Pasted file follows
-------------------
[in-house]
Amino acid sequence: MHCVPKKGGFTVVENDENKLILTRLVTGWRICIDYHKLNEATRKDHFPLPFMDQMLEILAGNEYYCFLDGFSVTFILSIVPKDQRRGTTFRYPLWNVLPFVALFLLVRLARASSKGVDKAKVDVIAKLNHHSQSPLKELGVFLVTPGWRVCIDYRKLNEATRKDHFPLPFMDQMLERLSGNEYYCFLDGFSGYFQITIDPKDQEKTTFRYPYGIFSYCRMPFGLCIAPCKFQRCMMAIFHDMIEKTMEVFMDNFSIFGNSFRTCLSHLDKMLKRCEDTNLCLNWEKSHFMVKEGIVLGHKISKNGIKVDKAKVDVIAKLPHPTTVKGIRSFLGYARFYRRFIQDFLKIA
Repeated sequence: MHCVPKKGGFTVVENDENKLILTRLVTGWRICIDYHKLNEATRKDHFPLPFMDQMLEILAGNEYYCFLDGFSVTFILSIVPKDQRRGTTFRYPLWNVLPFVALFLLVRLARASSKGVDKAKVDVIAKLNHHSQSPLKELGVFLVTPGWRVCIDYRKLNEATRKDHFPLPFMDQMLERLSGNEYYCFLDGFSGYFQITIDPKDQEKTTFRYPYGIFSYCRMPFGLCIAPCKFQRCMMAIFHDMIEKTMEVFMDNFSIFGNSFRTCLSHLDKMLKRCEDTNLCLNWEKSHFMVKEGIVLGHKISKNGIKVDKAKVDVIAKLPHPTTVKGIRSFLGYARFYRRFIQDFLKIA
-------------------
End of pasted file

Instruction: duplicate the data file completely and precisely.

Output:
[in-house]
Amino acid sequence: MHCVPKKGGFTVVENDENKLILTRLVTGWRICIDYHKLNEATRKDHFPLPFMDQMLEILAGNEYYCFLDGFSVTFILSIVPKDQRRGTTFRYPLWNVLPFVALFLLVRLARASSKGVDKAKVDVIAKLNHHSQSPLKELGVFLVTPGWRVCIDYRKLNEATRKDHFPLPFMDQMLERLSGNEYYCFLDGFSGYFQITIDPKDQEKTTFRYPYGIFSYCRMPFGLCIAPCKFQRCMMAIFHDMIEKTMEVFMDNFSIFGNSFRTCLSHLDKMLKRCEDTNLCLNWEKSHFMVKEGIVLGHKISKNGIKVDKAKVDVIAKLPHPTTVKGIRSFLGYARFYRRFIQDFLKIA
Repeated sequence: MHCVPKKGGFTVVENDENKLILTRLVTGWRICIDYHKLNEATRKDHFPLPFMDQMLEILAGNEYYCFLDGFSVTFILSIVPKDQRRGTTFRYPLWNVLPFVALFLLVRLARASSKGVDKAKVDVIAKLNHHSQSPLKELGVFLVTPGWRVCIDYRKLNEATRKDHFPLPFMDQMLERLSGNEYYCFLDGFSGYFQITIDPKDQEKTTFRYPYGIFSYCRMPFGLCIAPCKFQRCMMAIFHDMIEKTMEVFMDNFSIFGNSFRTCLSHLDKMLKRCEDTNLCLNWEKSHFMVKEGIVLGHKISKNGIKVDKAKVDVIAKLPHPTTVKGIRSFLGYARFYRRFIQDFLKIA